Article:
Temple Etiquette In Korea – What do I do when visiting a temple?


Temple etiquette 1
Two years ago I began my studies of the yoga-sutras and study of the Sanskrit teachings. When we got orders to Korea, at first I was hesitant but became excited rather quickly when I learned I’d be thrown into the Eastern culture I’d been studying. What I’ve noticed since I arrived here is that us foreigners don’t know how to be respectful when visiting another’s place of worship. Whether or not you’re Buddhist, it’s cool to be polite. This is like the first-grade version of cool stuff you might want to know about the religion you’re seeing. This article will include the basics of the religion, what to expect, and ways to be respectful while visiting Buddhist temples here in Korea.

Basics of Buddhism:

The guy we know as “Buddha” was named Siddhartha Gautama. He was alive around 500 BC. He decided to rid himself of worldly possesions and search for truth. He became a monk and began comprehending the world around him. Buddha means “enlightened one.” It’s said he became enlightened while meditating under a tree.

There are four noble truths in Buddhism.

  1. The prescense of suffering
  2. The case of suffering
  3. The end of suffering
  4. Attaining the end of suffering

As simply as I can put it: Buddhists know suffering exists, it has a cause, it has an end, and it has a cause to bring about the end. (Side note: They also believe in Karma, and the cycle of rebirth.)

I originally became interested in Buddhism when I read the book: The Path of the Yoga Sutras. (AMAZING BOOK) It gets into the yama-and ni-yamas of yoga. (Basically like how one should live.) It started in Hinduism, and Buddhism branches off of that.

What Goes On During A Service?

If you walk into a service you will probably hear the speaker (really like a singer) chanting and people will be chanting back. It sounds like acapella bluegrass in Korean. Don’t laugh, when you hear it, you will know what I mean! If no one is inside, chances are you are welcome to enter the sanctuary. Take off your shoes, find a mat, and sit on your knees or behind. Just be respectful & quiet. Remember to bow to your elders as you leave the building.

What Do I Need To Do To Be Respectful?

I’m by no means an expert but here are things you should know/do while visiting a temple:

  1. REMOVE YOUR SHOES and hats when entering the worship area.
  2. Do not take pictures if a service is going on (or at all unless given permission)
  3. Be respectful of those around you that are worshiping
  4. Bow to Buddha once entering, and leaving the sanctuary. (Remember, bowing doesn’t mean he is your God. It means you respect him. I bow to the guy at the guard shack in our parking lot, in this country it means: I respect you. Whenever I bow to Buddha I say in my mind: “The good in me acknowledges the good in you.” #Namaste)
  5. When exiting, never turn your back to the Buddha statue. Exit by backing out.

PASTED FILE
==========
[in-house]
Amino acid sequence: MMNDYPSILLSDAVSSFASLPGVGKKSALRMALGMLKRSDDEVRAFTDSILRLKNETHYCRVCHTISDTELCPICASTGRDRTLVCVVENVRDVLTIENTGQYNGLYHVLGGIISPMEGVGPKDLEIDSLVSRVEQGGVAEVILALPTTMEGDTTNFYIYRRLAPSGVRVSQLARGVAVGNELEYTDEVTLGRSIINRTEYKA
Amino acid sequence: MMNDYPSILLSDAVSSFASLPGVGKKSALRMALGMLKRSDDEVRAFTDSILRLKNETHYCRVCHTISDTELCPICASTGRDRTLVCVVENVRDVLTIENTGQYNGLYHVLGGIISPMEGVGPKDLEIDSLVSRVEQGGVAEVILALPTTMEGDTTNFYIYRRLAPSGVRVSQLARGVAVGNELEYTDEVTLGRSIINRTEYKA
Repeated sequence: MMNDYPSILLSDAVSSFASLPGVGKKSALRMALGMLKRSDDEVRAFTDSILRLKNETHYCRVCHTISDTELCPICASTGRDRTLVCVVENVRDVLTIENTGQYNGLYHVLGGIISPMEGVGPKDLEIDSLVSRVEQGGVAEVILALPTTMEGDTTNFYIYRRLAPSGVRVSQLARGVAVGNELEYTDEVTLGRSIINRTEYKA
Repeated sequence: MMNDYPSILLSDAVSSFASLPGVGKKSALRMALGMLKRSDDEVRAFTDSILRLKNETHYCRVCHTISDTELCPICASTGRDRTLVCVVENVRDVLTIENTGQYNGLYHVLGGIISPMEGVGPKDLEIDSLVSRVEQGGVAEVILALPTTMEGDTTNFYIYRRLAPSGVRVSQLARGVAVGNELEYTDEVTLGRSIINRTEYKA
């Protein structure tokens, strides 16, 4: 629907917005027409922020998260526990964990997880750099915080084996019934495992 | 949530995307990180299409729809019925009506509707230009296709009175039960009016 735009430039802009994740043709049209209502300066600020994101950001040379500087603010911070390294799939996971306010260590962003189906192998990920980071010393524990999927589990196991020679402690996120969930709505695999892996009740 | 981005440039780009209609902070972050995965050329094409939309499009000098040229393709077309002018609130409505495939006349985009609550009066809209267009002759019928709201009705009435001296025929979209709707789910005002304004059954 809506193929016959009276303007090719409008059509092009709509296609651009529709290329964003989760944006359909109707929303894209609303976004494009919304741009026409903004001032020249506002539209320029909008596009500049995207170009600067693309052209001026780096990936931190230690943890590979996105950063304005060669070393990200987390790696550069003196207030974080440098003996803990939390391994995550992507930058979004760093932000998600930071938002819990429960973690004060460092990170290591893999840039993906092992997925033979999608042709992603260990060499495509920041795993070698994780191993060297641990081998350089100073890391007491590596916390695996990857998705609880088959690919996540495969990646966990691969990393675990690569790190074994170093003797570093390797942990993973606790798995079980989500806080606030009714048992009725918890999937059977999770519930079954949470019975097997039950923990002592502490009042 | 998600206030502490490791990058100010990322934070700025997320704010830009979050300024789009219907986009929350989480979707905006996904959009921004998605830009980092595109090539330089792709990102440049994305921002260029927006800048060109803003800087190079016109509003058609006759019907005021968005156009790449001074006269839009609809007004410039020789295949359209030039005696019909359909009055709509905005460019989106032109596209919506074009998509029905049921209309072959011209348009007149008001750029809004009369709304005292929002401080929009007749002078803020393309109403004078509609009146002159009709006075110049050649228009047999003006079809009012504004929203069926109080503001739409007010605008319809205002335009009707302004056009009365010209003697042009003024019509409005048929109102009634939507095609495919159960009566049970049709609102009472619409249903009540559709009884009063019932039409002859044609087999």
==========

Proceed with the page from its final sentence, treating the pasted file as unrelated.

6. Don’t point! Use your hand palm up.
  7. When sitting do not point your feet at Buddha. Either be on your knees, or sit cross-legged.
  8. Just be KIND. (Don’t cuss in their house of worship, or be loud or bold. Buddhism is about being kind, and self aware. Take this time to meditate or take in the culture you’re seeing.)
  9. Stand up if you happen to be sitting when monks or nuns enter. Stand to show respect, wait until they have finished their prostrations before sitting again.
  10. BE COVERED. Do not wear anything revealing to a temple.

How Do I Meditate?

I first began meditating a couple years ago. I started by doing guided meditations at night time to help me sleep. I then began doing them on my own. Here is an easy sample meditation:

The first step is to focus on your breathing. Try breathing in for a count of four – hold for two seconds – then let it go. Do this over and over for a few minutes. The next step is to rid your mind of distractions. Don’t think about where you’re going to go for lunch, or what you need to do right now. This is YOUR moment. Meditation is about controlling the inner-dialogue. Once you have focused your breathing and quieted your mind, chose a mantra. Here are some examples:

(This is my fav): I accept the things life has asked of me, and given to me. I will be at peace this day.

Love mantra: Focus on the word love. Focus on the way it makes you feel. Stay in that feeling. Find your peace.

I am mantra: I am alone. I acknowledge my existence. I honor my divinity and oneness with all that is. (you can include positive personal affirmations like “ I am successful… I am beautiful, etc.”

Basically, whatever feels right, DO. Just quiet your mind and focus. Breathe well. Meditation is about the journey within and becoming self-aware. I would go further to say it’s about finding peace. If meditating weirds you out, try sitting in silence and controlling your breathing.

Worth Noting:

Even if this is not your religion, it is cool to be respectful. Remember, you do not have to worship Buddha. But you should be respectful of those who do. I love Jesus, but I also love to meditate! I acknowledge Buddha as a great teacher who was a very kind human being. When in doubt just remember:

The good in me, acknowledges the good in you. Namaste, my friends.

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